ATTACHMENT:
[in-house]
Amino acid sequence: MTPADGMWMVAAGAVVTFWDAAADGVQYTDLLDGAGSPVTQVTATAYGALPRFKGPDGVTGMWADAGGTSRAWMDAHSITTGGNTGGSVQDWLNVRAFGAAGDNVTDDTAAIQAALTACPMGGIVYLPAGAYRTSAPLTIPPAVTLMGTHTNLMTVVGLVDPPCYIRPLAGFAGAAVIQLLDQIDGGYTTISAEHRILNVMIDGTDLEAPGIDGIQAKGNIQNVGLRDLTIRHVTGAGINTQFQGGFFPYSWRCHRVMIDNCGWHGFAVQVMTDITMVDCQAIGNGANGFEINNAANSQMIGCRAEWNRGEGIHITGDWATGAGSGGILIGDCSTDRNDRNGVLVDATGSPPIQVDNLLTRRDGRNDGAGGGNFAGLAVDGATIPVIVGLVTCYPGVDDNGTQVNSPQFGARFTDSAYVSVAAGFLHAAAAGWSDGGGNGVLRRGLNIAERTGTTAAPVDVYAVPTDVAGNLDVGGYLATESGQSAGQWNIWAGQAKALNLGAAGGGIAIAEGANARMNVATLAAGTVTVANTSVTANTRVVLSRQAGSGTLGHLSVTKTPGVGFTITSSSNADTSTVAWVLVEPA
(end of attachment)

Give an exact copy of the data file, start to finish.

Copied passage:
[in-house]
Amino acid sequence: MTPADGMWMVAAGAVVTFWDAAADGVQYTDLLDGAGSPVTQVTATAYGALPRFKGPDGVTGMWADAGGTSRAWMDAHSITTGGNTGGSVQDWLNVRAFGAAGDNVTDDTAAIQAALTACPMGGIVYLPAGAYRTSAPLTIPPAVTLMGTHTNLMTVVGLVDPPCYIRPLAGFAGAAVIQLLDQIDGGYTTISAEHRILNVMIDGTDLEAPGIDGIQAKGNIQNVGLRDLTIRHVTGAGINTQFQGGFFPYSWRCHRVMIDNCGWHGFAVQVMTDITMVDCQAIGNGANGFEINNAANSQMIGCRAEWNRGEGIHITGDWATGAGSGGILIGDCSTDRNDRNGVLVDATGSPPIQVDNLLTRRDGRNDGAGGGNFAGLAVDGATIPVIVGLVTCYPGVDDNGTQVNSPQFGARFTDSAYVSVAAGFLHAAAAGWSDGGGNGVLRRGLNIAERTGTTAAPVDVYAVPTDVAGNLDVGGYLATESGQSAGQWNIWAGQAKALNLGAAGGGIAIAEGANARMNVATLAAGTVTVANTSVTANTRVVLSRQAGSGTLGHLSVTKTPGVGFTITSSSNADTSTVAWVLVEPA